Saddam's wild card could be chemical and biological weapons; he claims he has none, but U.S. commanders believe he does and may use them if his survival is at stake. U.S. and British troops have trained for weeks in how to fight during a chemical attack.
In addition to attempting to neutralize Iraq's air defenses, the air campaign would target key communications "nodes," while generally avoiding civilian infrastructure like bridges and power stations.
Also to be targeted early are the H-3 airfields in far western Iraq where Saddam may have Scud missiles. Some believe U.S. and British special operations forces would secure these sites. Likewise, the oil fields in northern and southern Iraq need to be secured.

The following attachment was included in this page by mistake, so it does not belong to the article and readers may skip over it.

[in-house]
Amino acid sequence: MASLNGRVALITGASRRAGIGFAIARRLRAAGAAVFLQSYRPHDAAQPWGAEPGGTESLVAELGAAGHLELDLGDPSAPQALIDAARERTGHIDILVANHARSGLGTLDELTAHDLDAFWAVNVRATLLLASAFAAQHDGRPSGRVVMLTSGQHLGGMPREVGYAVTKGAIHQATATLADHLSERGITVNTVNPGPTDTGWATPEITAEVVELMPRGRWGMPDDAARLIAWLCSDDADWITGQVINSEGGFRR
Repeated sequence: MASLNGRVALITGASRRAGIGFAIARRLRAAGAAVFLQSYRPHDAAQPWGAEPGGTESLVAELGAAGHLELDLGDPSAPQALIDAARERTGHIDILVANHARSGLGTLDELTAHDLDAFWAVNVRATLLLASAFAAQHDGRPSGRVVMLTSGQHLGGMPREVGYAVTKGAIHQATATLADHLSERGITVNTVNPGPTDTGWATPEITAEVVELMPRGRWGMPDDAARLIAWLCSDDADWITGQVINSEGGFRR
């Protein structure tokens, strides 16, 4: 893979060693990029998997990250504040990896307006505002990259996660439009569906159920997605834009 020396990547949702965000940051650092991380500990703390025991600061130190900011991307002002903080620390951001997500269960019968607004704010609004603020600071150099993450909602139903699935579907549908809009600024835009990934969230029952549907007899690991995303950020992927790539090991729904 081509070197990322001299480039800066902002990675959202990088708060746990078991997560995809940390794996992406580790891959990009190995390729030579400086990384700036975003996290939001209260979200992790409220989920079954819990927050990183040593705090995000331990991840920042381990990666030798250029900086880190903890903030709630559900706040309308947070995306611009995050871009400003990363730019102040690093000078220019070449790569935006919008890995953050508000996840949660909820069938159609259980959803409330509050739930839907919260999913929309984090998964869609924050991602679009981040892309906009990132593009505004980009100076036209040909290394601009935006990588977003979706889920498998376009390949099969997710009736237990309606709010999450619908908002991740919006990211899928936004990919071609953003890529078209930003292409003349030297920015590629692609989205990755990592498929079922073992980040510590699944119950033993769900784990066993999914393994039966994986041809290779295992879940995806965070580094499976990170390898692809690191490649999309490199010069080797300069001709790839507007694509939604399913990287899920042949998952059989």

Franks' original plan to base the 4th Infantry Division in Turkey to open a northern front was thwarted when the Turkish government refused to allow access to its bases. Turkey agreed Monday to reconsider, but the approval may come too late for the division to take part in the initial fighting.
So allied planners have to find other ways of subduing Iraqi forces in the north and seizing control of the oil fields to prevent Saddam from destroying them in a scorched-earth defense.
The most likely approach is a helicopter-borne assault into the north by the 101st Airborne, one of the trickiest aspects of Franks' war plan.
U.S. special operators -- commando-type forces -- reportedly already have been securing landing strips in northern Iraq.
Another possibility for action in northern Iraq is the 82nd Airborne Division. "Our mission is to jump in denied terrain. We'd be the candidates for that," said Capt. Paul Jackson, commander of a 105mm howitzer battery in the 82nd's 2nd Brigade.